Kingston lawmakers resolve to support municipal IDs

The Kingston Common Council took a step closer to a approving a municipal identification card program earlier this month when members voted unanimously on a non-binding resolution expressing its support for it. Legislation authorizing the issuance of the card could come before the council as early as next month.

The municipal IDs would be issued by the City Clerk’s office with a machine currently used to produce city employee ID cards. Proponents of the measure say it provides an affordable and easy to obtain alternative other forms of ID like driver’s licenses and passports. The measure has been pushed by immigration rights groups who say that members of the community often lack access to birth certificates and other documents necessary to obtain state or federal ID. Proponents say the local identification cards could serve a wide range of Kingston residents ranging from the elderly and youth to domestic violence victims and transgender individuals who currently face obstacles to obtaining identification. The cards, supporters say, would enhance public safety by encouraging members of marginalized groups, who are often wary of interactions with police, to come forward when they are victims of or witnesses to a crime. They also say that the cards will promote a sense of community identity by, for example, giving local merchants a way to provide discounts or other benefits to city residents.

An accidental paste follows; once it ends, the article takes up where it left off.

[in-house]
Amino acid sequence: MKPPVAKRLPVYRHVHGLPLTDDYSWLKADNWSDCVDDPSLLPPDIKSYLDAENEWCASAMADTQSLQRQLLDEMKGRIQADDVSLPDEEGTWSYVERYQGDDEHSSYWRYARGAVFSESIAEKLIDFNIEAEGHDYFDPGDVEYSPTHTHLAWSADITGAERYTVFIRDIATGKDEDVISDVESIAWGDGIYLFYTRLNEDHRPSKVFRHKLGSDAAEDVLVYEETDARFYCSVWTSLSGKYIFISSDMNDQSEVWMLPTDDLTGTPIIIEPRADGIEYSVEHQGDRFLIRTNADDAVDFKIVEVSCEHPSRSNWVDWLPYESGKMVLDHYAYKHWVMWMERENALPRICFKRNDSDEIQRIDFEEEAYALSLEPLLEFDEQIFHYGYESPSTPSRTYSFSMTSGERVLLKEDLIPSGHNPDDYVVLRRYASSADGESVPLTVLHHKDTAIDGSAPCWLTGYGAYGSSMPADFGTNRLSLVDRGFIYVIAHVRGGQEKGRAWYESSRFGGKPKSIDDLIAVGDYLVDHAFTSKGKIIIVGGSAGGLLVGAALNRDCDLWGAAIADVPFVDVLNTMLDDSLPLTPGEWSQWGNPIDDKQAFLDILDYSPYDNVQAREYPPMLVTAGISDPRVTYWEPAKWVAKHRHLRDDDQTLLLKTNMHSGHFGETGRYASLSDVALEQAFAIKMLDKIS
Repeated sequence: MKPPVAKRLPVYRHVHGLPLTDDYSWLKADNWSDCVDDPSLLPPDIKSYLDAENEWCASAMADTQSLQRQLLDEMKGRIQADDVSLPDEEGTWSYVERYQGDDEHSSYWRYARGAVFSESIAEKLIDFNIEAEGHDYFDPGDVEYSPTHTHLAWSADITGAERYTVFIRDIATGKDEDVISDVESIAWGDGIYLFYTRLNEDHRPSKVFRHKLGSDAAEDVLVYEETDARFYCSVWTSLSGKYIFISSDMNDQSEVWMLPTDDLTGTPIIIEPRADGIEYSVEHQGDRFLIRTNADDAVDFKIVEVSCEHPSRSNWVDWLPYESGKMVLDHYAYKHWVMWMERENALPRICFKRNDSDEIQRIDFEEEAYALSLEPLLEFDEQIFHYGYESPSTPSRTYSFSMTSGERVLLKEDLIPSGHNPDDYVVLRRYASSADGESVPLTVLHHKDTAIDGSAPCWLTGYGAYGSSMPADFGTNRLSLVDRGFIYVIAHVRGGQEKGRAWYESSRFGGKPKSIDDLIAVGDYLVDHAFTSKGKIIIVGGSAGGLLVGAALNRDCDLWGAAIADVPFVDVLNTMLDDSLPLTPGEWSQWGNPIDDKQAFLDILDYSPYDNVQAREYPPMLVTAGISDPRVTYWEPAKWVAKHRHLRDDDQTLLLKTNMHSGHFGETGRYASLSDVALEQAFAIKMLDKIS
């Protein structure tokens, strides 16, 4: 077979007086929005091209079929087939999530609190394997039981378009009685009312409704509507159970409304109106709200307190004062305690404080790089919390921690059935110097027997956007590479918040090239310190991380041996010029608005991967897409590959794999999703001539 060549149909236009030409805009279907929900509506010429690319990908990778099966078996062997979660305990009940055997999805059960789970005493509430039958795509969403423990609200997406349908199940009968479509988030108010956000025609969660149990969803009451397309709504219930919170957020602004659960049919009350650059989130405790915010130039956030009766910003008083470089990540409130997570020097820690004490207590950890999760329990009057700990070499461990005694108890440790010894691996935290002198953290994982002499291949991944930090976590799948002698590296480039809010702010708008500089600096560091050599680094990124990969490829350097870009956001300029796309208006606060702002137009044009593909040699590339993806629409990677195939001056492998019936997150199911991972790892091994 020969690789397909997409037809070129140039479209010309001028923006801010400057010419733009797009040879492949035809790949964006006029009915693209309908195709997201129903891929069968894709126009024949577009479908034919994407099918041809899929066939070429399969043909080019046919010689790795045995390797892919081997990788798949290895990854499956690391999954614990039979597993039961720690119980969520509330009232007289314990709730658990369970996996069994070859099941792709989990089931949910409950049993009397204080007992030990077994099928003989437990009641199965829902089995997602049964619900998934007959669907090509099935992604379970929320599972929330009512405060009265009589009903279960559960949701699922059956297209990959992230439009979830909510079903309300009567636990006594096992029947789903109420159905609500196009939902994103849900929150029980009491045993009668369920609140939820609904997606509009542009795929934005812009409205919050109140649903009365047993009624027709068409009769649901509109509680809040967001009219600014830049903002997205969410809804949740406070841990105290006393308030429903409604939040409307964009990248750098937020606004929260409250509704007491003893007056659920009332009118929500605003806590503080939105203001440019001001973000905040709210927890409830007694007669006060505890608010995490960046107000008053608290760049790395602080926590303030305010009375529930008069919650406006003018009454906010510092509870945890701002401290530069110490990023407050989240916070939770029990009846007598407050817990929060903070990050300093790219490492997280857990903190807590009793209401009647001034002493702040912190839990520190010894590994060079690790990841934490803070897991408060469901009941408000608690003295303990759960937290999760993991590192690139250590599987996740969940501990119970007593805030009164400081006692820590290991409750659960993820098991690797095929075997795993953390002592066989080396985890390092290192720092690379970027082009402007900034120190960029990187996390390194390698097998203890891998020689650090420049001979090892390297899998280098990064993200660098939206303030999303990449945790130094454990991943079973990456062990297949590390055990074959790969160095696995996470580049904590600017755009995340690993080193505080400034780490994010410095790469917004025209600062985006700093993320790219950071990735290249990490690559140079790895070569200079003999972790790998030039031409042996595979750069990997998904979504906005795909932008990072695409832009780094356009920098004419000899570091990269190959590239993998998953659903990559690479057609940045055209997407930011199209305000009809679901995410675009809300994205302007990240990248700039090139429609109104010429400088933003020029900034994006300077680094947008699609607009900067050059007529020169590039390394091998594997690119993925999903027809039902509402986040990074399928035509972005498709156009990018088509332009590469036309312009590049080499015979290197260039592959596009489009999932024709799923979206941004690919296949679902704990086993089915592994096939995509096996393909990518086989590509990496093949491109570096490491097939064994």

“We want people to be card-carrying members of our community,” said council majority leader Rennie Scott-Childress.

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The city’s corporation counsel’s office is currently reviewing proposed legislation authorizing the issuance of the cards. The law is modeled on legislation that passed in Poughkeepsie last month. The documents would cost $10 with a $5 discount for people under age 18 or over age 62 and remain valid for four years after issuance. Issuance would be based on a point system with different documents assigned different values. Among the documents accepted are foreign passports, benefit cards, inmate identification cards and school transcripts and employment authorization documents. Applicants would also have to verify their residence in the city using a utility bill, lease agreement or other documentation.

Under the law, the municipal ID card would be accepted for access to all city services, like registering children for summer recreation programs, and by city police except in cases precluded by federal or state law. Under the law, the ID card cannot be used to access certain services that currently require state or federal ID, including voter registration and social services. The law also bars the city from sharing card applicants’ information with outside agencies, including law enforcement and immigration authorities.

Scott-Childress said the memorializing resolution passed by the council on Oct. 3 was intended to gauge the law’s support among aldermen and the general public before moving ahead with binding legislation.

“We wanted to make sure it was something we were definitely interested in doing,” said Scott-Childress. “We didn’t want to put the work in if there was going to be a lot of strife around it.”

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